SaaS Doubts Give Remote Infrastructure Services Life

Remote managed services are a stepping-stone toward cloud computing for companies with economic, legal, or security concerns about software-as-a-service, a Gartner analyst says.
Two years ago, Chiquita Brands International decided to move its 4,000 former Novell GroupWise e-mail users over to Microsoft Exchange. It wanted to get everyone onto the same page as two of the company's other divisions, but it didn't want to deal with the dirty work of a painful migration. And it wanted to avoid hiring new staff to handle the increased complexity of Exchange.

Chiquita found its answer not in software-as-a-service -- which certainly could have sped deployment and made management demands all but zero -- but in Azaleos' remote e-mail management services. Azaleos, run largely by ex-Microsoft employees, moved Chiquita to an on-premises deployment of Exchange that Azaleos monitors and manages from its own headquarters in Seattle.

Remote managed services are gaining acceptance as a stepping stone toward SaaS or an alternative that companies can use when their economic, legal, or security concerns aren't satisfied enough to buy into SaaS, according to Gartner research VP Matt Cain.

And it's not just in e-mail that remote infrastructure management has found some traction. U.S. engine manufacturer Cummins, for example, contracts with HCL to remotely manage four of its data centers. According to a 2007 McKinsey survey, CIOs estimate 27% of their infrastructure roles could be offshored.

Chiquita CIO Manjit Singh isn't one to automatically shy away from software-as-a-service. The company uses HR services from Workday to manage 26,000 employees. But Singh considers e-mail a different beast than human capital management, at least until service providers get the kinks worked out. "E-mail is the No. 1 app inside most corporations," he said in an interview.

Hosted e-mail providers can't yet guarantee Singh the uptime he desires. He's not convinced they'll be able to help him resolve increasingly common e-discovery requests without a significant cost; he doesn't want sensitive e-mails residing outside his data center, and he wants to maintain a bit of control over when and whether patches are applied. (Multitenant SaaS architectures typically keep every customer on the same up-to-date version of software, whereas Chiquita has deployed Exchange 2003 rather than the current version.)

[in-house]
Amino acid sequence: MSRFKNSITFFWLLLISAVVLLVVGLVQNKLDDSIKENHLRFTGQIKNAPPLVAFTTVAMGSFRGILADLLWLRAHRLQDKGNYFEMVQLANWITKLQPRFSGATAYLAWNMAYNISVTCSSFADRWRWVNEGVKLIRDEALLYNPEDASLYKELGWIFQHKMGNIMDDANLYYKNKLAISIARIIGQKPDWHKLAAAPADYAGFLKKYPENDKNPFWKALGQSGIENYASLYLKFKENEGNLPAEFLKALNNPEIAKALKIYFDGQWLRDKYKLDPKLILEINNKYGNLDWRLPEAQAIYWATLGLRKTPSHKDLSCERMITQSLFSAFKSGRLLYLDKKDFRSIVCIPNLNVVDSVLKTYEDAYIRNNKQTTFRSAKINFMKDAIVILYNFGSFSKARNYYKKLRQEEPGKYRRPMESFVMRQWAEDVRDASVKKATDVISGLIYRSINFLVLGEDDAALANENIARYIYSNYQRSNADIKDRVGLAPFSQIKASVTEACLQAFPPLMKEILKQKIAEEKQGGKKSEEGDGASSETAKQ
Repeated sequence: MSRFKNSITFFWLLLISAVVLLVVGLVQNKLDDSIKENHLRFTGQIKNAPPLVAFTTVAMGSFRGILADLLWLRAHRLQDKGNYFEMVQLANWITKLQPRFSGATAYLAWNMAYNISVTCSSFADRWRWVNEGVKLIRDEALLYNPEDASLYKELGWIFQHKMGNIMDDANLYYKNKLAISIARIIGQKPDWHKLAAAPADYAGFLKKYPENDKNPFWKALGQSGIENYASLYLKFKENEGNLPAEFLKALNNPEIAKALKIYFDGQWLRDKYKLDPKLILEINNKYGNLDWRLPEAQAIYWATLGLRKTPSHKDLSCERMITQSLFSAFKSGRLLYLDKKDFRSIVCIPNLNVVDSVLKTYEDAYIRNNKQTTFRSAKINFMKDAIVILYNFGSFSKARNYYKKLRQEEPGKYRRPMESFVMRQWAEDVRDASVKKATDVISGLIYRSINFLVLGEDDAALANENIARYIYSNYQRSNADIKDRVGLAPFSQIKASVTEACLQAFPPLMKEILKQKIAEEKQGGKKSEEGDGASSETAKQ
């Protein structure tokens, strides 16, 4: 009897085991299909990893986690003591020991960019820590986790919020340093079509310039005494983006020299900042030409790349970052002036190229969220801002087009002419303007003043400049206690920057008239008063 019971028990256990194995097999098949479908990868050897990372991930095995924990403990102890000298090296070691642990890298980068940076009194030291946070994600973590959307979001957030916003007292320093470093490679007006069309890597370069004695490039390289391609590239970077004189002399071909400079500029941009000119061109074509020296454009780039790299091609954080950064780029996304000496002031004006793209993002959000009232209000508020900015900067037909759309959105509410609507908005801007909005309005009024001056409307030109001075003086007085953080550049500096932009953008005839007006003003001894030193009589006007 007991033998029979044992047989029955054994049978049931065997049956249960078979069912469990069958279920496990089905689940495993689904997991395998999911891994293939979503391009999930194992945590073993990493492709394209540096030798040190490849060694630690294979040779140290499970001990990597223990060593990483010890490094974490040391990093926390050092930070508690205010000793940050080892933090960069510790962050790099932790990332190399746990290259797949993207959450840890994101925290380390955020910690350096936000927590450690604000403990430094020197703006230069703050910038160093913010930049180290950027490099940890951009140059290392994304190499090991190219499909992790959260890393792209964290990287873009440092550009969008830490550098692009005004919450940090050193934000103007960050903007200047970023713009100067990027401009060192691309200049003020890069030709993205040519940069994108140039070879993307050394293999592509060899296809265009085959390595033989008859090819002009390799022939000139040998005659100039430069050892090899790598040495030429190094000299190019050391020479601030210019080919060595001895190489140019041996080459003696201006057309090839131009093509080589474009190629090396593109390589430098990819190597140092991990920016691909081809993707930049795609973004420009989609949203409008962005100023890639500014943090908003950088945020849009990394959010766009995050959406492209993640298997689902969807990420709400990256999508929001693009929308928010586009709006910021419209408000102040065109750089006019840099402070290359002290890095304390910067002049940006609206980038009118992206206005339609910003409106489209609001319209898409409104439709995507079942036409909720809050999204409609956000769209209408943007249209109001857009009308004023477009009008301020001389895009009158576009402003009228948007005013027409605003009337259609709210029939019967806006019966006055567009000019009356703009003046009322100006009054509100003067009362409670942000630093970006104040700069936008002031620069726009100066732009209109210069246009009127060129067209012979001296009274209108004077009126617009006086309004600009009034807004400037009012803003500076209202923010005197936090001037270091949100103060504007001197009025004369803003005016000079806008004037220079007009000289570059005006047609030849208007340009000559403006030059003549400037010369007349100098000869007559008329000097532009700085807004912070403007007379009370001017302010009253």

With Azaleos, Chiquita bought Dell PowerEdge 1950 servers running Exchange as well as associated NetApp storage, all through Azaleos, but companies that have their own storage and servers that can run Exchange can keep them. Azaleos installed an agent onto the Exchange servers that gives the company administrative access to Chiquita's servers and visibility into the performance of related storage and identity services, but they can't see the contents of e-mails and they leave a full audit trail for Chiquita to follow anytime they log in. Tasks like policy setting and adding or deleting employees are left up to Chiquita.

The leverage Chiquita keeps by having software on the premises and retaining some control gives Singh a certain sense of confidence. "Because it's my system in my data center, it can be up to me rather than having me being beholden to the vendor," he said. He predicted, however, that in a few years, companies like Amazon, Google, and Microsoft will figure out how to resolve his main concerns and he'll move more forcefully toward cloud computing. Chiquita uses Azaleos for monitoring and management, which means Azaleos monitors and manages uptime (Azaleos offers up to 99.99% uptime in some situations) and storage, troubleshoots, applies patches and fixes, performs back-ups, and can even do things like detect and fix a delay in the feature of Exchange that checks whether an employee's schedule is free or busy when setting up a schedule.

Other Azaleos services, which Chiquita isn't using, include archiving, disaster recovery, mobile device management, and anti-spam/antivirus. That means companies like Chiquita, which uses Postini for spam filtering, may still need to maintain some e-mail expertise on staff beyond the simple administrative level.

Though Singh predicted he'll one day move much of Chiquita's IT infrastructure toward the cloud, that day remains far away for most, especially for e-mail. Gartner estimates only 20% of Exchange e-mail boxes will be hosted by 2012, which likely gives remote managed services a chance to thrive in the interim.

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